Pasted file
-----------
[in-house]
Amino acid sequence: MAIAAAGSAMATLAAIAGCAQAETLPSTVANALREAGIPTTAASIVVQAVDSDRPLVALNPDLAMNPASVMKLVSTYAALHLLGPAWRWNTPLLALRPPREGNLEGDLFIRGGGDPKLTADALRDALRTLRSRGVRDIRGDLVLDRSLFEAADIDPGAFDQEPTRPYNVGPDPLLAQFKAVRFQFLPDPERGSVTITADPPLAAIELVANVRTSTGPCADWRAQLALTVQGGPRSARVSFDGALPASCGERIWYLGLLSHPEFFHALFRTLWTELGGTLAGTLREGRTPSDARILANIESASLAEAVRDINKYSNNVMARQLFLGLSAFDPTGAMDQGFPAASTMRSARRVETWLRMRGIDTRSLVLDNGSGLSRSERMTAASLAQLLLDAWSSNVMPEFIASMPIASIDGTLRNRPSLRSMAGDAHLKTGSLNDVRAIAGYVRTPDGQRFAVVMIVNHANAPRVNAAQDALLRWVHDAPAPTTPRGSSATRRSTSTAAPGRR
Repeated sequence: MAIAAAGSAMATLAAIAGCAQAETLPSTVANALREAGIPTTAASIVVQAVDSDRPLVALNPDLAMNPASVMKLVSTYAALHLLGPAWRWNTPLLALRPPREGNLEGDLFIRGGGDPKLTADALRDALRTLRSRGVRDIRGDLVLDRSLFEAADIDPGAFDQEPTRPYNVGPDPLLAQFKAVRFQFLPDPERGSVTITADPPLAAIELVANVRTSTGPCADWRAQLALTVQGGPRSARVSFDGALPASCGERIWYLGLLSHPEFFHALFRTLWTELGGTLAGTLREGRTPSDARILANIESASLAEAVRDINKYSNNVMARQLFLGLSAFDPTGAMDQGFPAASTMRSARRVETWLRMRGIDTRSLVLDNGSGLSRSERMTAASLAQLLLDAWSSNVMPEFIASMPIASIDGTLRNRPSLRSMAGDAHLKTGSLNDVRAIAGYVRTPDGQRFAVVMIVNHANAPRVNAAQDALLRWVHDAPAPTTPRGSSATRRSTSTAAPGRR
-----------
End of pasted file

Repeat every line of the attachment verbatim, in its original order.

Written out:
[in-house]
Amino acid sequence: MAIAAAGSAMATLAAIAGCAQAETLPSTVANALREAGIPTTAASIVVQAVDSDRPLVALNPDLAMNPASVMKLVSTYAALHLLGPAWRWNTPLLALRPPREGNLEGDLFIRGGGDPKLTADALRDALRTLRSRGVRDIRGDLVLDRSLFEAADIDPGAFDQEPTRPYNVGPDPLLAQFKAVRFQFLPDPERGSVTITADPPLAAIELVANVRTSTGPCADWRAQLALTVQGGPRSARVSFDGALPASCGERIWYLGLLSHPEFFHALFRTLWTELGGTLAGTLREGRTPSDARILANIESASLAEAVRDINKYSNNVMARQLFLGLSAFDPTGAMDQGFPAASTMRSARRVETWLRMRGIDTRSLVLDNGSGLSRSERMTAASLAQLLLDAWSSNVMPEFIASMPIASIDGTLRNRPSLRSMAGDAHLKTGSLNDVRAIAGYVRTPDGQRFAVVMIVNHANAPRVNAAQDALLRWVHDAPAPTTPRGSSATRRSTSTAAPGRR
Repeated sequence: MAIAAAGSAMATLAAIAGCAQAETLPSTVANALREAGIPTTAASIVVQAVDSDRPLVALNPDLAMNPASVMKLVSTYAALHLLGPAWRWNTPLLALRPPREGNLEGDLFIRGGGDPKLTADALRDALRTLRSRGVRDIRGDLVLDRSLFEAADIDPGAFDQEPTRPYNVGPDPLLAQFKAVRFQFLPDPERGSVTITADPPLAAIELVANVRTSTGPCADWRAQLALTVQGGPRSARVSFDGALPASCGERIWYLGLLSHPEFFHALFRTLWTELGGTLAGTLREGRTPSDARILANIESASLAEAVRDINKYSNNVMARQLFLGLSAFDPTGAMDQGFPAASTMRSARRVETWLRMRGIDTRSLVLDNGSGLSRSERMTAASLAQLLLDAWSSNVMPEFIASMPIASIDGTLRNRPSLRSMAGDAHLKTGSLNDVRAIAGYVRTPDGQRFAVVMIVNHANAPRVNAAQDALLRWVHDAPAPTTPRGSSATRRSTSTAAPGRR